Even a 100% Chapter 13 differs from any non-bankruptcy alternative for those reasons: no interest, no late fees, no penalties, no lawsuits—and time to breathe.
There are a couple of additional reasons why even a 100% Chapter 13 bankruptcy plan is better than dealing with creditors outside of bankruptcy.
First, in order for any creditor to be paid from a Chapter 13 plan, they must file something called a proof of claim with the Bankruptcy Court.
The “proof of claim” is a form that creditors file that states how much they claim is owed, why it is owed, and other such information. Creditors are further required to attach to the form documentation proving that they are the correct entity to collect the debt. (Whether they do that or not is another conversation.)
If a creditor fails to file a proof of claim—the debt is discharged in full and the creditor is paid nothing.
If a creditor files a proof of claim with insufficient (or outright fabricated) documentation attached, your bankruptcy attorney also has the opportunity to object to the claim and have it disallowed by order of the Bankruptcy Court. If this occurs, the creditor’s claim is again discharged with no payment made at all.
It is a “dirty secret” of the Chapter 13 process that, very often, even when you are in a “100% Plan,” what you are paying 100% of is less than you would outside of the bankruptcy process simply because X number of your creditors will not file proofs of claim or will file such deficient proofs of claim that your bankruptcy attorney is able to have them disallowed.
Second, merely by filing a Chapter 13 bankruptcy case, you have set yourself on a track that will eliminate your debt in no more than 60 months (5 years).
The minimum length of a Chapter 13 payment plan is 36 months, or 3 years. The maximum length is 60 months or 5 years.
Outside of bankruptcy, even if you diligently repay more than the minimum payment amounts allowed on one or more of your debts, who knows how long it will be until it is all fully repaid? Likely, given interest rate escalation and other fees and penalties (not to mention the bumps and detours that we tend to encounter on the road of life), it will take far more than 5 years.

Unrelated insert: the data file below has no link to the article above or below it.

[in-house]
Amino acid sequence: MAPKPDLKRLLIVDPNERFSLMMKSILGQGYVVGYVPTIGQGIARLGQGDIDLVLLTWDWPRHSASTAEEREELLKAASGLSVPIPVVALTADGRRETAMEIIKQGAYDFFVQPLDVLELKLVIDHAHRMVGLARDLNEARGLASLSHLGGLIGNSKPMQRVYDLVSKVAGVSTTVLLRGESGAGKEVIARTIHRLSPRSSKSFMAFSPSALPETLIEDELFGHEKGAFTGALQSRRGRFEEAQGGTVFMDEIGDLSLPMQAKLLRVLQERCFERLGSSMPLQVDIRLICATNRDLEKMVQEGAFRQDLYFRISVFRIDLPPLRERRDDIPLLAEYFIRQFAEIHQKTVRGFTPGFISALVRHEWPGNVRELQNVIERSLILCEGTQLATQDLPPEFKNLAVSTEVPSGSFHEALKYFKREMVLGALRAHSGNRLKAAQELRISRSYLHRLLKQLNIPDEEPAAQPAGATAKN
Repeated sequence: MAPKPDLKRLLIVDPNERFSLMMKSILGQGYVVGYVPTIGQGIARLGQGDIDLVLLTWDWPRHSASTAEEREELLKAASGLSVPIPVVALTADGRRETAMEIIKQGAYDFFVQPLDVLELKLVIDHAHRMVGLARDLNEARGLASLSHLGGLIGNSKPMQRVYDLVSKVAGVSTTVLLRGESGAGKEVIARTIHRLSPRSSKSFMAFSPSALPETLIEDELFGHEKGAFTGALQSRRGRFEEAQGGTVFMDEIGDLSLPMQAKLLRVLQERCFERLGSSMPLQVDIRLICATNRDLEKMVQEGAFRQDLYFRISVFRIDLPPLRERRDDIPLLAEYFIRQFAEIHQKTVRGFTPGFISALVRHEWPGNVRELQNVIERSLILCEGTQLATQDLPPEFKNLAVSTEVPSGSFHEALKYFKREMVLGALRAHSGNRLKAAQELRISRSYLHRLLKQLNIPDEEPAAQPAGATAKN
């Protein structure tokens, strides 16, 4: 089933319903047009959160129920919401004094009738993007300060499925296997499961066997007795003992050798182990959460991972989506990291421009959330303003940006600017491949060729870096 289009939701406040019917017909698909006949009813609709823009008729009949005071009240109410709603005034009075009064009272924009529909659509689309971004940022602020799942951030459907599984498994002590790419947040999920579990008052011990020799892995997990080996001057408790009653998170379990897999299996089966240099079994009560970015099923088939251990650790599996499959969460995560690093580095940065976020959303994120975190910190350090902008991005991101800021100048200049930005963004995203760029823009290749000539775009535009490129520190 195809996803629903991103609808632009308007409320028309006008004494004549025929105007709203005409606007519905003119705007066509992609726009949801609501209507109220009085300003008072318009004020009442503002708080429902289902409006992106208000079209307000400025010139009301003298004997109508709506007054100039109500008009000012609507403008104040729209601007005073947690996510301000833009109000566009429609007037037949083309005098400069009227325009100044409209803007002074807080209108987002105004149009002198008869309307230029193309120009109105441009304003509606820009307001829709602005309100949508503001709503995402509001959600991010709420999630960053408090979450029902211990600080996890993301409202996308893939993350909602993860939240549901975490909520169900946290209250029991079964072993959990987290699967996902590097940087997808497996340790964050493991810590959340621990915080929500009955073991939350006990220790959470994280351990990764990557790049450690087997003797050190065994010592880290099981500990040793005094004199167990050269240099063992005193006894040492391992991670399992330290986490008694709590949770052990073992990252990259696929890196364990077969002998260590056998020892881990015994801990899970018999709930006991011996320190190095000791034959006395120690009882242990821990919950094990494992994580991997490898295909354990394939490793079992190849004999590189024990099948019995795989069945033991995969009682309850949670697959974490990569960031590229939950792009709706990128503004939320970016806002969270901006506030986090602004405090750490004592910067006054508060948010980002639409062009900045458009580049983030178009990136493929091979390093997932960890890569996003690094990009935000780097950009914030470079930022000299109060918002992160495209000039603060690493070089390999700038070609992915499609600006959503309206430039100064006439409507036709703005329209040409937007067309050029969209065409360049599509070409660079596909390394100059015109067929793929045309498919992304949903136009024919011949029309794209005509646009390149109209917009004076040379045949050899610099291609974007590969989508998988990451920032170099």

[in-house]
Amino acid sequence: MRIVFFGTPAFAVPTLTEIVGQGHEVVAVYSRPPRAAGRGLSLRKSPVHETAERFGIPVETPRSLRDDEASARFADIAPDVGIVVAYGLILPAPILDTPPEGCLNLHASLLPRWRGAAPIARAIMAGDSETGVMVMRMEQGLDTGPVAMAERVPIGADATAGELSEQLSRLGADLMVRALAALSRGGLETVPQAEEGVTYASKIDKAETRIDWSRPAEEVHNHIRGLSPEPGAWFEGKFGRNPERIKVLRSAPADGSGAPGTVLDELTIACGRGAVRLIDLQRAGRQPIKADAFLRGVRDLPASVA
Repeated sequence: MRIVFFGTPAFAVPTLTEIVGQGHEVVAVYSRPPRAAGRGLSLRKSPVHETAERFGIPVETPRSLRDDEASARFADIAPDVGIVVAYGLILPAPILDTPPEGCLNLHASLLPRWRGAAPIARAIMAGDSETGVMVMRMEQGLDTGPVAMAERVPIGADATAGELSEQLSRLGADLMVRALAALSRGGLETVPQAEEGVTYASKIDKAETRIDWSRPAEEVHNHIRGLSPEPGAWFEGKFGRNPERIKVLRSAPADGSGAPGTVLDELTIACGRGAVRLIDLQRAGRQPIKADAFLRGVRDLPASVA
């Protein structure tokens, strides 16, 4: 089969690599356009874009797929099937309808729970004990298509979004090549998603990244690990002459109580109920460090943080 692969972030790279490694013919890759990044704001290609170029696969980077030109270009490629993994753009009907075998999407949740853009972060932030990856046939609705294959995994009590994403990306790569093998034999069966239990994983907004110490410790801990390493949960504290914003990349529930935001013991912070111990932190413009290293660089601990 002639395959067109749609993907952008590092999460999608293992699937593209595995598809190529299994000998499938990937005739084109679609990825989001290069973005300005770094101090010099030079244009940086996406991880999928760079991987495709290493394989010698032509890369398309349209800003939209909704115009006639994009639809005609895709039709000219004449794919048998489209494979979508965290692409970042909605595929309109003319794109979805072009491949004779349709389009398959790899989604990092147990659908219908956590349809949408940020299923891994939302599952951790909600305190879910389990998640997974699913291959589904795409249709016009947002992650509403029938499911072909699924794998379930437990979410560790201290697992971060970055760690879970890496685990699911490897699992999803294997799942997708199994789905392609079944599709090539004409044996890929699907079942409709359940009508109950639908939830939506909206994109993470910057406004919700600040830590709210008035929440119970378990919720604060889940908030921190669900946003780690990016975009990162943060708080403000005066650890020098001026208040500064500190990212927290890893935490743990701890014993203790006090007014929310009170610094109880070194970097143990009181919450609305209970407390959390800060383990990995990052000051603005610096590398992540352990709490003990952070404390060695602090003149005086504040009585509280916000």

At most, in a Chapter 13, you will be debt-free in 5 years.
Better, however, is this: the 36-month minimum plan length is a rule that applies only to Chapter 13 plans that pay less than 100% to your creditors.
If you propose a 100% payment plan, you will be out of the Chapter 13 process with your discharge in hand as soon as you’ve paid 100% of the amounts of the proofs of claim actually filed and not disallowed.
Depending on the amount of your monthly plan payment, it could be even more quickly than 36 months.
MICHIGAN CHAPTER 13 BANKRUPTCY: THE BOTTOM LINE ON 100% PLANS
The bottom line is that one should not run screaming from the prospect of a Chapter 13 simply because it may be a high-percentage or 100% plan. Even full repayment of your debt through a Chapter 13 payment process will, in many circumstances, be more affordable than paying it in its entirety outside of bankruptcy—and certainly more affordable than suffering late fees, collections harassment, or garnishment if you find yourself unable to stick to your alternate plan.
To discuss your possible Chapter 13 filing, contact The Law Offices of Walter Metzen & Associates today.
I am a Board Certified, highly experienced Michigan Bankruptcy Attorney. I have filed over 20,000 cases in the Detroit Bankruptcy Court. At my office, you will not meet with a legal assistant and we offer same day appointments. I offer free consultations to determine whether bankruptcy is the right option for you, and if so, I specialize in both Chapter 7 and Chapter 13 bankruptcy cases in Michigan. Call today and get your questions answered by an experienced bankruptcy attorney who understands the financial pressures you are facing.